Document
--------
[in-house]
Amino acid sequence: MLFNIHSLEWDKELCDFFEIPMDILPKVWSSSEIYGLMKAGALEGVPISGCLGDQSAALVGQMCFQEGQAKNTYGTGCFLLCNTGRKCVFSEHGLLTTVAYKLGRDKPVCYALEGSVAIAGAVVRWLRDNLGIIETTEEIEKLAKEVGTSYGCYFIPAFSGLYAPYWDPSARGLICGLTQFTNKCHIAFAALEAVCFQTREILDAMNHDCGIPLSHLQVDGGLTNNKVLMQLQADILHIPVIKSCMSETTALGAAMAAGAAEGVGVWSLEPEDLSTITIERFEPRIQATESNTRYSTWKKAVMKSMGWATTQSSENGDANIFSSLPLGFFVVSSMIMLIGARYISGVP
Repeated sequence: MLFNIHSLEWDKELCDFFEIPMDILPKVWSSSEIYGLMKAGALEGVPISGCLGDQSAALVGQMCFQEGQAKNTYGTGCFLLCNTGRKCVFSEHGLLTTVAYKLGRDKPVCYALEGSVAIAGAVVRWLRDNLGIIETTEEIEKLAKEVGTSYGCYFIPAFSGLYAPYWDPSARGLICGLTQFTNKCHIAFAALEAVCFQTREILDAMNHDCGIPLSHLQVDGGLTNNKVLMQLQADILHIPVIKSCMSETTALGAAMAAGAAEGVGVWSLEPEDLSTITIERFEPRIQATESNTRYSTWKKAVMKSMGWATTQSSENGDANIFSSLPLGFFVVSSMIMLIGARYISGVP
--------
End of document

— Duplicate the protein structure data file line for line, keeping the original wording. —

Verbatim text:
[in-house]
Amino acid sequence: MLFNIHSLEWDKELCDFFEIPMDILPKVWSSSEIYGLMKAGALEGVPISGCLGDQSAALVGQMCFQEGQAKNTYGTGCFLLCNTGRKCVFSEHGLLTTVAYKLGRDKPVCYALEGSVAIAGAVVRWLRDNLGIIETTEEIEKLAKEVGTSYGCYFIPAFSGLYAPYWDPSARGLICGLTQFTNKCHIAFAALEAVCFQTREILDAMNHDCGIPLSHLQVDGGLTNNKVLMQLQADILHIPVIKSCMSETTALGAAMAAGAAEGVGVWSLEPEDLSTITIERFEPRIQATESNTRYSTWKKAVMKSMGWATTQSSENGDANIFSSLPLGFFVVSSMIMLIGARYISGVP
Repeated sequence: MLFNIHSLEWDKELCDFFEIPMDILPKVWSSSEIYGLMKAGALEGVPISGCLGDQSAALVGQMCFQEGQAKNTYGTGCFLLCNTGRKCVFSEHGLLTTVAYKLGRDKPVCYALEGSVAIAGAVVRWLRDNLGIIETTEEIEKLAKEVGTSYGCYFIPAFSGLYAPYWDPSARGLICGLTQFTNKCHIAFAALEAVCFQTREILDAMNHDCGIPLSHLQVDGGLTNNKVLMQLQADILHIPVIKSCMSETTALGAAMAAGAAEGVGVWSLEPEDLSTITIERFEPRIQATESNTRYSTWKKAVMKSMGWATTQSSENGDANIFSSLPLGFFVVSSMIMLIGARYISGVP